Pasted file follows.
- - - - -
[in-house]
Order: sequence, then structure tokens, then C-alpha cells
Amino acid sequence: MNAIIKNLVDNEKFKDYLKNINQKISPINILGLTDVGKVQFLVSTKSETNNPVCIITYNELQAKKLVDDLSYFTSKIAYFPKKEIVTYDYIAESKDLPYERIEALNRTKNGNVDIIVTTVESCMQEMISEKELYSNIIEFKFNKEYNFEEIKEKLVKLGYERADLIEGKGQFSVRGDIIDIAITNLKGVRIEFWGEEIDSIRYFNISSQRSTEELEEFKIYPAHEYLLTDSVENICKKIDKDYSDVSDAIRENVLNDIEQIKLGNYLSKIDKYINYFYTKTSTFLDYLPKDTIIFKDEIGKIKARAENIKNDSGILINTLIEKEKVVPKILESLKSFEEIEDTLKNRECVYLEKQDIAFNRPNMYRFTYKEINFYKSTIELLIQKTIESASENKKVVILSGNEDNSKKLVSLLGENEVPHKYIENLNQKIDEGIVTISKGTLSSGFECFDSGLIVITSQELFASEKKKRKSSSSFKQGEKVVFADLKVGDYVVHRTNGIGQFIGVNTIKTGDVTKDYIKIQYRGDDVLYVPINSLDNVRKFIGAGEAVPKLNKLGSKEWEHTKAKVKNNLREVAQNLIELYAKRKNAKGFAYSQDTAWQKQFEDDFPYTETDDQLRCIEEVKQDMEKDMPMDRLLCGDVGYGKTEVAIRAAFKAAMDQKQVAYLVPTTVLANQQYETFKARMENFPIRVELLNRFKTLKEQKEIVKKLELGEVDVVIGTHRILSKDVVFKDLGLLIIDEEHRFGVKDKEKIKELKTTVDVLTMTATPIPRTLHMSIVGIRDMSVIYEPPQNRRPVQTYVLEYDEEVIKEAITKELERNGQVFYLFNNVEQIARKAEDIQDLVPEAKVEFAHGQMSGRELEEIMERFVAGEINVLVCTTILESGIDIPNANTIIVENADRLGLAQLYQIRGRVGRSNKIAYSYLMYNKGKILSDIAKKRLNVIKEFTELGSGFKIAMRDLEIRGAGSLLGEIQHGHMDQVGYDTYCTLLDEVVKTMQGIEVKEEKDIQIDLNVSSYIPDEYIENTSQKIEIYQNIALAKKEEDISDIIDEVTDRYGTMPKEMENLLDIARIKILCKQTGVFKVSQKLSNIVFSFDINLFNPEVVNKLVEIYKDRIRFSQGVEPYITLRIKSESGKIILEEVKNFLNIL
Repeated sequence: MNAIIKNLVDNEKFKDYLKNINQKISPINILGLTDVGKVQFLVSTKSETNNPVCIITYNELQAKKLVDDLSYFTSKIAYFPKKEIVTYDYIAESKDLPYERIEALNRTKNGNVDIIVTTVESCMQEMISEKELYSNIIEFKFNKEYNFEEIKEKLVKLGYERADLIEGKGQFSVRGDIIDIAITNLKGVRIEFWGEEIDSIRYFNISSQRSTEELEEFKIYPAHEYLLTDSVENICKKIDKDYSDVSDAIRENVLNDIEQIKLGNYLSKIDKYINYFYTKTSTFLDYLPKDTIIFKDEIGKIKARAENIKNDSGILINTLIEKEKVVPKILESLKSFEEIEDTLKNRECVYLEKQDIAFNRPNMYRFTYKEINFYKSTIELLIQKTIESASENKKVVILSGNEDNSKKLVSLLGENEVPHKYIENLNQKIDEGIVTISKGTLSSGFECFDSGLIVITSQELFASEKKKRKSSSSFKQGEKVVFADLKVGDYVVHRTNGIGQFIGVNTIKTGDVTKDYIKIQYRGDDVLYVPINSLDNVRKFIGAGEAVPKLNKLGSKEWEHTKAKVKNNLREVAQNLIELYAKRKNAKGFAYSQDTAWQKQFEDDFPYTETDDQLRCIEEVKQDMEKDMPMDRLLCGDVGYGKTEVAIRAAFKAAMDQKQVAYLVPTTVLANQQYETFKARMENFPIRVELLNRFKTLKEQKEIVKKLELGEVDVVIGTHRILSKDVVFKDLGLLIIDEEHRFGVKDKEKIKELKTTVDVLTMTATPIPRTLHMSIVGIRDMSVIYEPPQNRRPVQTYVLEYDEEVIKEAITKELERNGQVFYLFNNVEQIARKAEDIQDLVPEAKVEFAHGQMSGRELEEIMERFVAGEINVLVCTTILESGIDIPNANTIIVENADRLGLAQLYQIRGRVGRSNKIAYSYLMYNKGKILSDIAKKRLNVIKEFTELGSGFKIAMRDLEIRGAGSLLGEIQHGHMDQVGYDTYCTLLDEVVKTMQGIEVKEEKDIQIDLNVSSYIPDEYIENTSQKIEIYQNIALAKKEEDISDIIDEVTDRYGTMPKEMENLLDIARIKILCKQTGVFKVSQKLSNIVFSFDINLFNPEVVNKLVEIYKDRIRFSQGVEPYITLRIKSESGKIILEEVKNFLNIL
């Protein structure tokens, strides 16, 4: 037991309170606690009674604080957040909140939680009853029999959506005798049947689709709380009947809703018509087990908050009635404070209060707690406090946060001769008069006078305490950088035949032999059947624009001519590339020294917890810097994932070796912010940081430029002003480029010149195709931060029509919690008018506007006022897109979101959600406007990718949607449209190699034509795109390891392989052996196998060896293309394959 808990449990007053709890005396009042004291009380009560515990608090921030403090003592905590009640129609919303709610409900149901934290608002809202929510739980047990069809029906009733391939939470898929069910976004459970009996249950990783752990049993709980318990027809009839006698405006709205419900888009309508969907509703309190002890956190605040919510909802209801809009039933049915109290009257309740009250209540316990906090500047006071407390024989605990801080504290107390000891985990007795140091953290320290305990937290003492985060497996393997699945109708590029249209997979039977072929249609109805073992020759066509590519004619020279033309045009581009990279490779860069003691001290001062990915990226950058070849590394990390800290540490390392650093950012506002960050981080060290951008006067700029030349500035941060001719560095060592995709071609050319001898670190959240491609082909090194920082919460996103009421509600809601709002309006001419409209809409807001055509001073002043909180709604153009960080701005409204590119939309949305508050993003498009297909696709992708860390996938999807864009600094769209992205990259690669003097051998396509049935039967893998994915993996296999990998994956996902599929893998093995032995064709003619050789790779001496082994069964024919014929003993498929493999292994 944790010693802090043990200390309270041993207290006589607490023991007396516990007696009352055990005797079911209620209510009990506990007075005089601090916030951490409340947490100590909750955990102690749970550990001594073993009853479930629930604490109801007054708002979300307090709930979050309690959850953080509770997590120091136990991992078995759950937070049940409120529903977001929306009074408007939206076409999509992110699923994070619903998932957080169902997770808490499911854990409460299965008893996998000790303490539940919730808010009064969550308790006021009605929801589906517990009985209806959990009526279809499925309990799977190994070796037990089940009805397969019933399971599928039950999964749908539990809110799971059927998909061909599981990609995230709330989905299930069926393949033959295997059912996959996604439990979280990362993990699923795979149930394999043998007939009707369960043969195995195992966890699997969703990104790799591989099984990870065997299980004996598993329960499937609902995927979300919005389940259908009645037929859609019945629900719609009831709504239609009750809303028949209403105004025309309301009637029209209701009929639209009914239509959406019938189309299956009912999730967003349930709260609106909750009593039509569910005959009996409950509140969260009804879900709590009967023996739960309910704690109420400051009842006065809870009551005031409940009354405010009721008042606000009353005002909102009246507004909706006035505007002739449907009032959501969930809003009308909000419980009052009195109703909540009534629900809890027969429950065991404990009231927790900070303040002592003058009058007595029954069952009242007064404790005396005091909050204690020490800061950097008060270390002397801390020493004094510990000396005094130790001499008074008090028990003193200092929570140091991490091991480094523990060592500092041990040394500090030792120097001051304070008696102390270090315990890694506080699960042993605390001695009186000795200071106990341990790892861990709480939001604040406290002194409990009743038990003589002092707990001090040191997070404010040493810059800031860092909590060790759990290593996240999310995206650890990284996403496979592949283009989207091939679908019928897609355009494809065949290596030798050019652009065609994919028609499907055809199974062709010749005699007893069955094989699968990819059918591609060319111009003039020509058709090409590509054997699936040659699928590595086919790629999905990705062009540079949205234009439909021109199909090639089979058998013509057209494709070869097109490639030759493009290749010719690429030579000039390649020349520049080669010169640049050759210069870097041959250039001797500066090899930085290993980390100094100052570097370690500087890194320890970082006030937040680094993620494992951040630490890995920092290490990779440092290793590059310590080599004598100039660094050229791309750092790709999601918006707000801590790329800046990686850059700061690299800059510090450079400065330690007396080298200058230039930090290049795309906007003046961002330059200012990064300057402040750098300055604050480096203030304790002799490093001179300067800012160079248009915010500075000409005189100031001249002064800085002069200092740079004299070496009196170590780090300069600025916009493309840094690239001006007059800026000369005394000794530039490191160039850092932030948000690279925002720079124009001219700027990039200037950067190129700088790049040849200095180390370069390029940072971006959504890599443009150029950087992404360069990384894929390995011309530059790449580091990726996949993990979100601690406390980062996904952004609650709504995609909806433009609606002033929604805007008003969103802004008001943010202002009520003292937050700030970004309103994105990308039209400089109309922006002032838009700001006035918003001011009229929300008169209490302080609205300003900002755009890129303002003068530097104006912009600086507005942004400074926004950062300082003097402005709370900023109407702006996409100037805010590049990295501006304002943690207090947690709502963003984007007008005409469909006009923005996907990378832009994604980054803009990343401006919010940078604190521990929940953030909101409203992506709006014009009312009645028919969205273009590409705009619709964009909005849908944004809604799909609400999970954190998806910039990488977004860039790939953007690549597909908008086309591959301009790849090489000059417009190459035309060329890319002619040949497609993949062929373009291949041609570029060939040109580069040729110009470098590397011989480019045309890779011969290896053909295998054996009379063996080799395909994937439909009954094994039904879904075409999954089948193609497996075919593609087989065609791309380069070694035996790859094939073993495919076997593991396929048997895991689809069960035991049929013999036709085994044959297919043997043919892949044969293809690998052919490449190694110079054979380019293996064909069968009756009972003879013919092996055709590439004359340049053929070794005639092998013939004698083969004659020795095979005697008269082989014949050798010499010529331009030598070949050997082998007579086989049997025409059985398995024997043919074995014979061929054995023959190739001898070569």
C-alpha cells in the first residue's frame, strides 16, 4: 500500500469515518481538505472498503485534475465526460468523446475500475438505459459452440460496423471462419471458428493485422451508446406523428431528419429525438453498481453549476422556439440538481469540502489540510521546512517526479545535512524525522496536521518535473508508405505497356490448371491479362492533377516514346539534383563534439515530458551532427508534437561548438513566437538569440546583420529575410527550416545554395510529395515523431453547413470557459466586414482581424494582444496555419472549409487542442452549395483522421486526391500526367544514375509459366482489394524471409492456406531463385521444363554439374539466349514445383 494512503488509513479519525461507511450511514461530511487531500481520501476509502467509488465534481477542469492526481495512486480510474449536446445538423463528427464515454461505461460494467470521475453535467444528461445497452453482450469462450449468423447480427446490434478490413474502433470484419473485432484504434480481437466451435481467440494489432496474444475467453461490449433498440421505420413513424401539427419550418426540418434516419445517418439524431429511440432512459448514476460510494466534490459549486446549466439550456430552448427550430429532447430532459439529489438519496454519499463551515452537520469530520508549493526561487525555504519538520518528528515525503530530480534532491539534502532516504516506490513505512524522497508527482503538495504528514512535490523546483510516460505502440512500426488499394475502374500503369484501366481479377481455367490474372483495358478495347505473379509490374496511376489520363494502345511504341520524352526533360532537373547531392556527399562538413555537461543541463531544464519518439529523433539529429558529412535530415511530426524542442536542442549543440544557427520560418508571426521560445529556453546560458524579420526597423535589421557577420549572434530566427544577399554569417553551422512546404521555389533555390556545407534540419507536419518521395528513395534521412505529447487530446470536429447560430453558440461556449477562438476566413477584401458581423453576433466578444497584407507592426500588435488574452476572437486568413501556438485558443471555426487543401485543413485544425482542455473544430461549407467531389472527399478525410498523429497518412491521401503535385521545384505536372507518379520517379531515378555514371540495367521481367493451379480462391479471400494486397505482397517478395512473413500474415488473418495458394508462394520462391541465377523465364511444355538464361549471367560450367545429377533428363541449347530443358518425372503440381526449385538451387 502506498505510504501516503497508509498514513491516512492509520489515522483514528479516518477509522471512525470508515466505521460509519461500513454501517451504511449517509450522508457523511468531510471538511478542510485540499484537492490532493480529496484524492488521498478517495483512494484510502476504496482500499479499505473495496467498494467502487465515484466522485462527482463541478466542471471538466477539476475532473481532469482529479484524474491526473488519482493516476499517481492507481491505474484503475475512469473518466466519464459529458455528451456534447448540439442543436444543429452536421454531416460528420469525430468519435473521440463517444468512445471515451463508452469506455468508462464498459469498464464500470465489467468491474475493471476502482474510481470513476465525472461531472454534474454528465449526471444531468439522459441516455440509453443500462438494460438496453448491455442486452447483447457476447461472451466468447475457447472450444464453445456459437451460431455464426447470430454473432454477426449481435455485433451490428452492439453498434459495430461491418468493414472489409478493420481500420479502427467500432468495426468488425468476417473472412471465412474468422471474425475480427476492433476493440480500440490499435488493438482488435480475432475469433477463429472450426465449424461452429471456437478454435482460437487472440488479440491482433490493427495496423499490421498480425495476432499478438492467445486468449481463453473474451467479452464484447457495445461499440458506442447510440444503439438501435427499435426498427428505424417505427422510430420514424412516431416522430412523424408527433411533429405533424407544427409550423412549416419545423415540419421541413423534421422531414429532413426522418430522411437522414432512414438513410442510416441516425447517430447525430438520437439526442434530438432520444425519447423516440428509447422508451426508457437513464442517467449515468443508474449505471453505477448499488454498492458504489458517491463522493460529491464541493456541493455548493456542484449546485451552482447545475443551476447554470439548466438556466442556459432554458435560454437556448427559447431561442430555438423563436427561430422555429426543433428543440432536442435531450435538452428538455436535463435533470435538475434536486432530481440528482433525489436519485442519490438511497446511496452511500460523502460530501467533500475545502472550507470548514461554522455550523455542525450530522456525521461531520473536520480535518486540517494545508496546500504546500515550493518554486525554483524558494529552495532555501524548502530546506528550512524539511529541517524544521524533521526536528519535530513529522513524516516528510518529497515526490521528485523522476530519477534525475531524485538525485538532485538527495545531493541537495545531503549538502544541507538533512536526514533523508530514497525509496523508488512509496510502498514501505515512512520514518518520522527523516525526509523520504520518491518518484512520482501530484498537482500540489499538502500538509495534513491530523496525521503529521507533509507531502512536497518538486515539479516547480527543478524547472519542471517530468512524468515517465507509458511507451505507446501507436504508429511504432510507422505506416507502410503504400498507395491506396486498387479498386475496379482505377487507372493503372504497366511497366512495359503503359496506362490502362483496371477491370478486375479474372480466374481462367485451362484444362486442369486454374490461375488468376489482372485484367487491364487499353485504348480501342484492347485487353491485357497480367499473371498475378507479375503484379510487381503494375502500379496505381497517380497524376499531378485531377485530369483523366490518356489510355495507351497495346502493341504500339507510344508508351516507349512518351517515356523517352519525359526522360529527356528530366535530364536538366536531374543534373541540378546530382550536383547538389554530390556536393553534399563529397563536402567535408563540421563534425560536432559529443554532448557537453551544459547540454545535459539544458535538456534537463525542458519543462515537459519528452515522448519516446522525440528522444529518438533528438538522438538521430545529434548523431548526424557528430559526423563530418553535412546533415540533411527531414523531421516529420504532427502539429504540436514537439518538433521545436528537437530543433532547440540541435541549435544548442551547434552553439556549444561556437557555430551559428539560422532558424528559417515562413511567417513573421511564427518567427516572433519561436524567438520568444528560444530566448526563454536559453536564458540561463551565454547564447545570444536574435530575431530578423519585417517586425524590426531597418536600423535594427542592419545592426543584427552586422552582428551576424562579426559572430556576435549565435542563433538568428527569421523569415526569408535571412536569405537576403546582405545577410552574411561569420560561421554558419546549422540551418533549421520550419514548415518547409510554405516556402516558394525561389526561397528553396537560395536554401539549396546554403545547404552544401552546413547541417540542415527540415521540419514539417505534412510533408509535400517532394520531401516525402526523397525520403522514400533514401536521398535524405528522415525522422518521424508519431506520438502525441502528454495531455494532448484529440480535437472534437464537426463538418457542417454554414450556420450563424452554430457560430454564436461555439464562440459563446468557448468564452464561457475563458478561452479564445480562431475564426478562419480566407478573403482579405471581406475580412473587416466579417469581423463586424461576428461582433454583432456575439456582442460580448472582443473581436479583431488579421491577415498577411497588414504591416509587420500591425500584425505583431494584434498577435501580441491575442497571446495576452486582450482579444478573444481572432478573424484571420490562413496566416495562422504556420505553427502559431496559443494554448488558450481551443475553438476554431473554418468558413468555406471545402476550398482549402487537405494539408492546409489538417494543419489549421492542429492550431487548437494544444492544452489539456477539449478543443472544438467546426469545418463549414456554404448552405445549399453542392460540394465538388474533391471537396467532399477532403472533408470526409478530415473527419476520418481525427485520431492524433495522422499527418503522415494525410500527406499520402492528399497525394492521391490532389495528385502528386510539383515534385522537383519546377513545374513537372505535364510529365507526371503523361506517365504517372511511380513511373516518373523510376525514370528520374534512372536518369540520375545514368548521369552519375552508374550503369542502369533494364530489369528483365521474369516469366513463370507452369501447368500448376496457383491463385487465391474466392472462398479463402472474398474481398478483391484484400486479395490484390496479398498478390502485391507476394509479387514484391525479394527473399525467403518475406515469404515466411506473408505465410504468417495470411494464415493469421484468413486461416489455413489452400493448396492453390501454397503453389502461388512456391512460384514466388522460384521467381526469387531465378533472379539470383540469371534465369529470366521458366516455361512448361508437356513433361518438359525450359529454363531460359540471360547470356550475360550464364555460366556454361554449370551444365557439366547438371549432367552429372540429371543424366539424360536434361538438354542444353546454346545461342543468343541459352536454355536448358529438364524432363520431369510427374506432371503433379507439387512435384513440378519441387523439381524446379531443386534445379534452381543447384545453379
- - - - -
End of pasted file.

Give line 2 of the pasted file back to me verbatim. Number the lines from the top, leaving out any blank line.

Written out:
Order: sequence, then structure tokens, then C-alpha cells